While You Are Away
Before you get on the road for the holidays, make sure your home is secure.  Lock all doors using deadbolts and windows, and don’t forget to lock the door to your attached garage.  Sliding glass doors are another point of entry, so if you put a piece of plywood in the track it will help prevent a burglar from opening the door.  And, most importantly, use your home security system if you have one.  So many people have the alarm systems and just don’t take the time to set them, and then regret it later.  

The last thing you want to do is tempt a burglar, of course.  Before you leave for the holidays, go out near the street and look at your house to ensure you can’t see any valuable electronics, pieces of art, etc., because these items will not only be visible to your neighbors, but potential intruders.  You should also use tips and tricks to make it look like you are home.   To do so, leave a few blinds open and ask a neighbor to collect your newspapers and mail as well as keep an eye on your home.   You should also use timers to turn on lights, radios and TVs.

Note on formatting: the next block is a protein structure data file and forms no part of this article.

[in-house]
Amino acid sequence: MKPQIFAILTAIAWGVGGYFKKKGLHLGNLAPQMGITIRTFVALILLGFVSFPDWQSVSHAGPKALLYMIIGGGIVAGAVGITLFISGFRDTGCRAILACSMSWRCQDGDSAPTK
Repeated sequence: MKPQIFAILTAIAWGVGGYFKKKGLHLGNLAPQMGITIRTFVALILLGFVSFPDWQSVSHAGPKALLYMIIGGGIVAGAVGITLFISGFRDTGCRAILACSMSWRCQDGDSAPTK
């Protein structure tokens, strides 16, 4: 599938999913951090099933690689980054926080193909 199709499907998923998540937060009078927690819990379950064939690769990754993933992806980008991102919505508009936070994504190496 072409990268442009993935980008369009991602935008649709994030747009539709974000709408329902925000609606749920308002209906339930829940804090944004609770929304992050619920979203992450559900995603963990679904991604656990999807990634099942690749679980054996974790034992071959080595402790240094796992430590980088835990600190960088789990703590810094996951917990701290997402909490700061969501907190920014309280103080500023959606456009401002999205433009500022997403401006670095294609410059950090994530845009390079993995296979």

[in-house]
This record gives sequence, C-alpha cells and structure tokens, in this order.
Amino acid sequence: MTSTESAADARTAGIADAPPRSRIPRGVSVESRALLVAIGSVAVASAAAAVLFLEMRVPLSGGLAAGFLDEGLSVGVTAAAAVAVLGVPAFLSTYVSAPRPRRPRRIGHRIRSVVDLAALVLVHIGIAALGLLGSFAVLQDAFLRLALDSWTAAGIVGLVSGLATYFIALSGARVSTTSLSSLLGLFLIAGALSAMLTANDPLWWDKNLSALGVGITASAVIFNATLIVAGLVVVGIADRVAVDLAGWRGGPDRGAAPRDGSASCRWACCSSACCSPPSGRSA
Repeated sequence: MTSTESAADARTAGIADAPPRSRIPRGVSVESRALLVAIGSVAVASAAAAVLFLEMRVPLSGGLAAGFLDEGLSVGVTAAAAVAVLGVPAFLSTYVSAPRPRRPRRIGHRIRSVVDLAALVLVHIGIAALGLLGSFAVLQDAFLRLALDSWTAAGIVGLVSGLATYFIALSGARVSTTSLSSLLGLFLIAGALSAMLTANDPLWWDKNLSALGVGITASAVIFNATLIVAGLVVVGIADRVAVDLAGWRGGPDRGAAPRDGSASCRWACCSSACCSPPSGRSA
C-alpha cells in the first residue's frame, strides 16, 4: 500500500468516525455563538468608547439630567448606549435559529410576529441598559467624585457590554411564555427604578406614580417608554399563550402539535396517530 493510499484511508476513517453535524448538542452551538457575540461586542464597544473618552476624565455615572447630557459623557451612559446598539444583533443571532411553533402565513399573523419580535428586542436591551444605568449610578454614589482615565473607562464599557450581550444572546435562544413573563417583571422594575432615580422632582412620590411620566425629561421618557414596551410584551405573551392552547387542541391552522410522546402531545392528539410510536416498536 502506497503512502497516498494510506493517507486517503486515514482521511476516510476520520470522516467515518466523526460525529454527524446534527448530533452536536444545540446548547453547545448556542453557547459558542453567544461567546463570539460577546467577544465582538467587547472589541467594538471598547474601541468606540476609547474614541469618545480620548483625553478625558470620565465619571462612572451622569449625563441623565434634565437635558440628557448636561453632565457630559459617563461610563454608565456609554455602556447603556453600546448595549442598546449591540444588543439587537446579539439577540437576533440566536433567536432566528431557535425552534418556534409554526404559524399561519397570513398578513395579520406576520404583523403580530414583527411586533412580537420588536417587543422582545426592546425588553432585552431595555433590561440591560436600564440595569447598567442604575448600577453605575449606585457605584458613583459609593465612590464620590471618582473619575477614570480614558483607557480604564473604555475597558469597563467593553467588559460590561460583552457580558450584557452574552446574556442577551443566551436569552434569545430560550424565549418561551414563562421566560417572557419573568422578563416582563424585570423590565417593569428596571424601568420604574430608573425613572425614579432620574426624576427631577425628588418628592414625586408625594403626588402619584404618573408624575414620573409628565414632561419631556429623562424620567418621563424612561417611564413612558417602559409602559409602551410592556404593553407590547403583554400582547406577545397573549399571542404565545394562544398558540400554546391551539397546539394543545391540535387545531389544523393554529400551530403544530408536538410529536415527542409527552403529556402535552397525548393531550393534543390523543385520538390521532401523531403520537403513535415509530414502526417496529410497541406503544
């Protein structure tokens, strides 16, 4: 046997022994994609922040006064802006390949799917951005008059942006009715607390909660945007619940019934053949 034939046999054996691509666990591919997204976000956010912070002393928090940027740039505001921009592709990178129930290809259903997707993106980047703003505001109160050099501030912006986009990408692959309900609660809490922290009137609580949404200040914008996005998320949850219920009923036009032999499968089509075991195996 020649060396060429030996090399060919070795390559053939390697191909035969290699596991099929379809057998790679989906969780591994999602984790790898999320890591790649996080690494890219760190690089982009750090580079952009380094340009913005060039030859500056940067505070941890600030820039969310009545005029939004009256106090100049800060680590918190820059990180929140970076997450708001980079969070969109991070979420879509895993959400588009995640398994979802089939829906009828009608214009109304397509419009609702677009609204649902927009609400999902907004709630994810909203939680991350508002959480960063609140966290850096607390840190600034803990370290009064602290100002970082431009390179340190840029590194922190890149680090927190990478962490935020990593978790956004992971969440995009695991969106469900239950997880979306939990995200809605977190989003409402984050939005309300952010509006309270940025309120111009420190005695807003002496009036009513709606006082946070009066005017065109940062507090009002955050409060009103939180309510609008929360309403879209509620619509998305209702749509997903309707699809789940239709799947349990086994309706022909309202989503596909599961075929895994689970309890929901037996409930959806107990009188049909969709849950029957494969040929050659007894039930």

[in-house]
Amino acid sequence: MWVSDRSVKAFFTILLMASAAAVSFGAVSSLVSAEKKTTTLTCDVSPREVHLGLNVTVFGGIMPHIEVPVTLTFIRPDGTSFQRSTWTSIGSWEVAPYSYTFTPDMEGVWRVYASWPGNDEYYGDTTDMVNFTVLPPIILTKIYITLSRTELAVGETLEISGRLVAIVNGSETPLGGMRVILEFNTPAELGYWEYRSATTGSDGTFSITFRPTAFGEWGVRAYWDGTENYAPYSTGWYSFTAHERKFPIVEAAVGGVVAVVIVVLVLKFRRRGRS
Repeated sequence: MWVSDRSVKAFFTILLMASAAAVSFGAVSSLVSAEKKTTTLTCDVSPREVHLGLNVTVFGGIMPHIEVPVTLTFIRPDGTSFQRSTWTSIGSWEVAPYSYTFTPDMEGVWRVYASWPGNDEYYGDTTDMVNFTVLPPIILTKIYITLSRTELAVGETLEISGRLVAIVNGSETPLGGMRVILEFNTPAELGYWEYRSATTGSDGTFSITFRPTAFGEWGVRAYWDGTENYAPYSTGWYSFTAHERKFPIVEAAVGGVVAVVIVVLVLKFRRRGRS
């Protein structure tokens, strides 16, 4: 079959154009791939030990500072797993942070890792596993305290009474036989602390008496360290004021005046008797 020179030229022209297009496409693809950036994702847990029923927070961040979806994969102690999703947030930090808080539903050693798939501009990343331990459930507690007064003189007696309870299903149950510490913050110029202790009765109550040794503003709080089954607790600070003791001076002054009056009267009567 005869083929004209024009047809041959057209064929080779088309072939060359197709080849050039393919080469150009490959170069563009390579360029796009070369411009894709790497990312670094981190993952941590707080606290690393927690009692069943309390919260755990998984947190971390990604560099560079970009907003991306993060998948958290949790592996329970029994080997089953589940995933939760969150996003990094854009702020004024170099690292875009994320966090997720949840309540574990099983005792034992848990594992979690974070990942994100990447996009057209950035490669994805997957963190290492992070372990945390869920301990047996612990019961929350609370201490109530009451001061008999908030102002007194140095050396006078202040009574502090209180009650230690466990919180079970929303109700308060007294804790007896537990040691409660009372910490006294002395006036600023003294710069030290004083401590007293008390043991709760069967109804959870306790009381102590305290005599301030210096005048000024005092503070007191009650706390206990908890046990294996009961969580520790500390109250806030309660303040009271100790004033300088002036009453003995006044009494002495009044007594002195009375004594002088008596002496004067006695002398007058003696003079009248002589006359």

As the year ends, I wish you the best during the holidays and success in the coming year.  As always, you can reach me at 239.300.1427 or  I’d be happy to assist you with buying and selling your home.                                                  

Wednesday, November 21, 2012

10 Helpful Tips for a Stress-Free Moving Day

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Oh, moving day is exciting, isn’t it? And, sometimes, it’s too darned exciting! After all, you have so many things to remember…worry that the mover will show up on time…fret that things may be lost or get broken…and on and on. But, really, that day doesn’t need to be so stressful!

If you follow the tips below, you can make the day as painless and as enjoyable as possible. The key underlying each of these tips is, of course, proper planning!

Tip 1: Start early!

There are two reasons for starting early. One is psychological. When you start early, you can break the moving task down into smaller steps; that is, you can pack a little at a time. Psychologically, this gives you a great boost because you’re not overwhelming yourself by trying to do everything at once. The second reason relates to the first: packing is harder and more difficult than you think! So, by starting early, you have time to think things through and pack logically and economically!